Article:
Breakthrough SARS-CoV-2 infections among vaccinated cancer patients were more common during the initial part of the omicron wave than during the delta wave, according to a study published in Cancer Cell.
Researchers analyzed the occurrence of SARS-CoV-2 breakthrough infections in patients with cancer in Austria and Italy between February 24, 2020, and February 28, 2022.
The team compared rates of breakthrough infections between the delta wave (October 1, 2021, to December 31, 2021) and the initial part of the omicron wave (January 1, 2022, to February 28, 2022).
Of the 3959 patients studied, 76.7% had a solid tumor malignancy and 23.3% had a hematologic malignancy.
Most patients were vaccinated — 2.6% with 1 dose, 15.5% with 2 doses, 67.0% with 3 doses, and 0.1% with more than 3 doses. In all, 24.0% of patients tested positive for SARS-CoV-2 at least once.
Breakthrough Infections, Hospitalizations
The rate of breakthrough infections was 43.2% (54/125) during the delta wave and 70.6% (204/289) during the omicron wave (odds ratio [OR], 3.15; 95% CI, 1.99-4.99; P <.001).
Breakthrough infections during both waves were more frequent in patients with cancer undergoing systemic antineoplastic treatment, compared with patients not receiving ongoing anticancer therapy — 83.2% and 56.1%, respectively (OR, 3.85; 95% CI, 2.12-7.39; P <.001).
Hospital admissions were less common during the omicron wave than during the delta wave, regardless of patients’ vaccination status. Vaccinated patients had a tendency for shorter hospital stays when compared with unvaccinated patients, but the difference between the groups was not significant (P =.126).
The researchers were not able to determine whether reduced hospitalization rates during the omicron wave were attributable to the seemingly lower pathogenicity of the omicron variant or increasing vaccination coverage.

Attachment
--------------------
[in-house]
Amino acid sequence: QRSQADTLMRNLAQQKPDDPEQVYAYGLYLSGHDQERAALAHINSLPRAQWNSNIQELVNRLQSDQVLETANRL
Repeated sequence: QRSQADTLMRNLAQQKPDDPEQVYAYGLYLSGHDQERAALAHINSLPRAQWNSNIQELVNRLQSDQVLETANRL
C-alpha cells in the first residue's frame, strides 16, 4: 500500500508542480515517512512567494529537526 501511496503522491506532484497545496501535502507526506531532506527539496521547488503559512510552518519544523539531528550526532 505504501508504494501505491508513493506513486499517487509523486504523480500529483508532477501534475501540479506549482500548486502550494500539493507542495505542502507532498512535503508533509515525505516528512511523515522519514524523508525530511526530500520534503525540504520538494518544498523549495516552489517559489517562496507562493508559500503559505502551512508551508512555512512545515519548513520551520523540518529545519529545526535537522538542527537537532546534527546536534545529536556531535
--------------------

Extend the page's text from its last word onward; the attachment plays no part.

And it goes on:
Immunity Against Variants
The researchers conducted an additional analysis to assess humoral immunity against variants of concern (VOCs) after SARS-CoV-2 vaccination in a subgroup of 78 patients with cancer undergoing antineoplastic treatment.
The group included 28 patients with solid tumors, 26 with hematologic malignancies who were receiving B cell-targeted treatments, and 24 with hematologic malignancies who were receiving other therapies. The researchers also included 25 healthcare workers (HCWs) as controls.
The researchers compared levels of antibodies specific for the receptor-binding domain (RBD) on the spike protein of VOCs and wild-type SARS-CoV-2. For the wild-type strain, delta variant, and omicron variant, antibody levels to RBD were lowest in the patients with hematologic cancers who were receiving B cell-targeted treatments, followed by the other patients with hematologic malignancies, the solid tumor patients, and the HCWs.
The researchers also measured the inhibition of RBD-ACE2 binding. Overall, inhibition was higher among the HCWs than among the patient groups. In addition, inhibition of the omicron RBD-ACE2 interaction was “considerably lower” than inhibition for the wild-type strain and the delta variant.
“We found immunological evidence of highly impaired vaccine-induced neutralization of the omicron variant but not against the wildtype hu-1 strain and the previous delta VOC in patients with hematologic and solid cancers in comparison to HCW,” the researchers wrote.
The team suggested that adapted VOC-specific vaccines may be needed to protect hematology/oncology patients and to maintain cancer care during the ongoing COVID-19 pandemic.
Disclosures: Some study authors declared affiliations with biotech, pharmaceutical, and/or device companies. Please see the original reference for a full list of disclosures.
Mair MJ, Mitterer M, Gattinger P, et al. Enhanced SARS-CoV-2 breakthrough infections in patients with hematologic and solid cancers due to omicron. Cancer Cell. Published online April 12, 2022. https://doi.org/10.1016/j.ccell.2022.04.003